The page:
Sometimes simple is best. Classic buttery crumbed cake spruced up with nothing more than a favourite pretty tin and maybe a breath of icing sugar. Enter Madeira Cake.
I've been posting a lot of bordering on over the top recipes recently. Not content with a simple Rice Krispie treat I added peanut butter and white chocolate. No courgette loaf will ever acceptable in our house without added cocoa and two lots of chocolate chunks. To my certain glee, courgettes can also be hidden in Nutella Stuffed Brownies and if they aren't devilishly chocolatey enough there is always my Overloaded Brownies. And yet there will always, always be a place in my heart for Madeira cake.
This, for me, is it. My ideal Madeira cake recipe. The conclusion to the Madeira Cake Story if you will. A simple creaming method utilises every bit of patience a baker can give to capture as much air as possible to create a mixture that is on the point of becomming a mousse before it is baked into a crumb of feathery silk. Fresh from the oven fragility transforms to a beautiful suppleness by the time it reaches the tea table.
Sometimes all it takes is the most basic of ingredients to make something of the highest quality. Take them separately they are nothing. Take them together and they are fit to rule. Butter equates to elegance alongside the high class company of ground almonds and a hint of freshness of the lemon zest. The soft baked crust and golden hue underneath queitly, but confidently, declare that this is a cake to be enjoyed unadulterated.
No cream, no sprinkles and for probably the only time I will say this, no chocolate. Tea is the only accompaniment necessary. See? I can do traditional. Not plain and simple though. A good Madeira is anything but.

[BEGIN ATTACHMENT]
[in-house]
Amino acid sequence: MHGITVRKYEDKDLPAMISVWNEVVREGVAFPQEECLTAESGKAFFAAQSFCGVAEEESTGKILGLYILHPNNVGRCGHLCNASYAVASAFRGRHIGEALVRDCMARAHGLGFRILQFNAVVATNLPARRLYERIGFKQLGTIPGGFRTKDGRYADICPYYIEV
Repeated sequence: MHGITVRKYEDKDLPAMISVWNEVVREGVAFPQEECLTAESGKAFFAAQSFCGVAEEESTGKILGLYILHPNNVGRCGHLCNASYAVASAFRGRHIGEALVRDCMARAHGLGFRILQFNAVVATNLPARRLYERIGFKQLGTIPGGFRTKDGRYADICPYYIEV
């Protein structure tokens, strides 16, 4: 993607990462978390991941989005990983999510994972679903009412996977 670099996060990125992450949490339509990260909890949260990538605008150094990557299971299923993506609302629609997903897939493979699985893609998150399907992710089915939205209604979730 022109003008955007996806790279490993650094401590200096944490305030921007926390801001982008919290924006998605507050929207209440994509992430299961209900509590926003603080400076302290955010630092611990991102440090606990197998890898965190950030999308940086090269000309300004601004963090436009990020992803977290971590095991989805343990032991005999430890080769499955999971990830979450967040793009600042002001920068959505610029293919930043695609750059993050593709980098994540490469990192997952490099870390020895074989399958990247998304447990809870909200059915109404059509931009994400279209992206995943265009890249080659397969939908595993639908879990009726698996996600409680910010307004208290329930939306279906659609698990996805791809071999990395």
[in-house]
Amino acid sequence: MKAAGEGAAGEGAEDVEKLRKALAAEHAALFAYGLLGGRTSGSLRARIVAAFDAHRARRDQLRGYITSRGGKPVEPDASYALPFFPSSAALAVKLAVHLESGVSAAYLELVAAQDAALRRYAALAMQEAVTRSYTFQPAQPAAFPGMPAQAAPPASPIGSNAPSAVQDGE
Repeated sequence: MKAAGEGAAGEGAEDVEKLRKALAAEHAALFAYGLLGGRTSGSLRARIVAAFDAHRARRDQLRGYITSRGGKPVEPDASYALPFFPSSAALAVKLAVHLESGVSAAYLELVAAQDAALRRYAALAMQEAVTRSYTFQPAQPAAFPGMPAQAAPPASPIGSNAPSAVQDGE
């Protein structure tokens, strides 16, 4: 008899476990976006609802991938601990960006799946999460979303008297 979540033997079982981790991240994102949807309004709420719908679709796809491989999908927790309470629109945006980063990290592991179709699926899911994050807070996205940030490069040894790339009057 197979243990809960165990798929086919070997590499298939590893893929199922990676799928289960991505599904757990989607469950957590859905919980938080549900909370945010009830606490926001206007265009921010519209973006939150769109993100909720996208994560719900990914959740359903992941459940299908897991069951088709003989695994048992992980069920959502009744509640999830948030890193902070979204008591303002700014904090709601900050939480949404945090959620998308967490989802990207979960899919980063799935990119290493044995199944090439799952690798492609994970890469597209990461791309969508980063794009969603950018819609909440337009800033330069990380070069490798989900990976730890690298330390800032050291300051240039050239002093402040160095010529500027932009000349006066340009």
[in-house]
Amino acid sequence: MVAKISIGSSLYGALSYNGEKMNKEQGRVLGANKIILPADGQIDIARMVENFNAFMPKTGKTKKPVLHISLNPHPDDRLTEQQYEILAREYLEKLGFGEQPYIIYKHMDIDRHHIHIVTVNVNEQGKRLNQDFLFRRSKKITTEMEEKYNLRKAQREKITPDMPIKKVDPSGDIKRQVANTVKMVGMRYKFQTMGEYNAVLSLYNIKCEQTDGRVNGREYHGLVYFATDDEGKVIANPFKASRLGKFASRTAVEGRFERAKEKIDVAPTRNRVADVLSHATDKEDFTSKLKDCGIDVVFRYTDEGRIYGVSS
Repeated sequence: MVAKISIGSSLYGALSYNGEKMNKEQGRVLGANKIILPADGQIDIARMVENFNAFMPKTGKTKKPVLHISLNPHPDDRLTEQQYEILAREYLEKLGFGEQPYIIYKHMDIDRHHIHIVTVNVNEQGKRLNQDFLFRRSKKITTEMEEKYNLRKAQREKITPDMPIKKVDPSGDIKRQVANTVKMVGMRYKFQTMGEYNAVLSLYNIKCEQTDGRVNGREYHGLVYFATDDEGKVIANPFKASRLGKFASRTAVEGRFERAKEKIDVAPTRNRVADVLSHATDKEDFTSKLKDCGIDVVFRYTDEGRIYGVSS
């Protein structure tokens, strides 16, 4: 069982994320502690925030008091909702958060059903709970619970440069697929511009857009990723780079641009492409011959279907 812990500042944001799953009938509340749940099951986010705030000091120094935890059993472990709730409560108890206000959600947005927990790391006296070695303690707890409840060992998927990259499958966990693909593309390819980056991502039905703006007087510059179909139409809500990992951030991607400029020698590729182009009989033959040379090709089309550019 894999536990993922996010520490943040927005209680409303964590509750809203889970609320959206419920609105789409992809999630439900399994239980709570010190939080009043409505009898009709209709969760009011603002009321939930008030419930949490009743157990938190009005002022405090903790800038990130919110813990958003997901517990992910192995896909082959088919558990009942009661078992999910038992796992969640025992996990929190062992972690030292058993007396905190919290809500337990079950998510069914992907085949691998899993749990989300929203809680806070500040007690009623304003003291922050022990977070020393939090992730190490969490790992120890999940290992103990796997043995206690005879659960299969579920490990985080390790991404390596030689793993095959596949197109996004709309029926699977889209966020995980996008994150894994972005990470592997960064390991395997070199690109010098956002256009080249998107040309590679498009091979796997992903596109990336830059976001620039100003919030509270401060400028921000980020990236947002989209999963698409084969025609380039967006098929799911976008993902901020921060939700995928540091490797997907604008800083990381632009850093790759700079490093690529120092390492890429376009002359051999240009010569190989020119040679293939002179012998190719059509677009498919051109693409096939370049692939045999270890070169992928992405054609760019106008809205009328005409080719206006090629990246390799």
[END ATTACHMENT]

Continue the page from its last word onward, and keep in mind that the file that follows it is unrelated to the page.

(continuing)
My Favourite Madeira Cake
A true English classic. Soft buttery crumb kept moist by ground almonds, with a hint of lemon zest in this golden hued cake.
- 175g softened butter
- 175g caster sugar
- Zest of 1 lemon, finely grated
- 3 large eggs
- 1 tsp almond extract
- 1.5 tsp baking powder
- 150g plain flour
- 75g ground almonds
- Splash of milk
- Icing sugar to dust (optional)
1. Set the oven to 170 C/150 C fan and grease and flour a bundt tin, making sure it reaches into all the shapes (melted butter is best for this). Alternatively line a 8" round, deep cake tin withbaking paper.2. Beat the softened butter until pale and creamy then beat in the caster sugar. Continue to cream the butter and sugar on high speed until very light and fluffy in texture, scraping down the sides periodically. Mix in the lemon zest.3. In a jug whisk the eggs and almond extract then mix in spoonful dribble at a time, thoroughly mixing in between additions. The more gradually you add the eggs, the less likely the mixture is to curdle and the more air incorporated. If it does threaten to curdle, mix in a spoonful of the measured flour.4. Sift and fold in the flour, baking powder and ground almonds in two batches using a metal spoon or spatula. Be gentle but thorough. Fold in a splash of milk to get a soft dropping consistency.5. Pour into the cake tin, smooth the top and make a small dip in the centre (or a channel in a bundt tin) with the back of a spoon to help the cake rise more evenly. Bake in the preheated oven for 40-50 mins until a cake tester inserted into the centre comes out clean. Cool in the tin on a wire rack for half an hour or so then gently turn out and cool completely. Dust with icing sugar if you wish.
I'm linking my Madeira cake recipe to Lucy's CookBlogShare party for all types of baking over at Supergolden Bakes.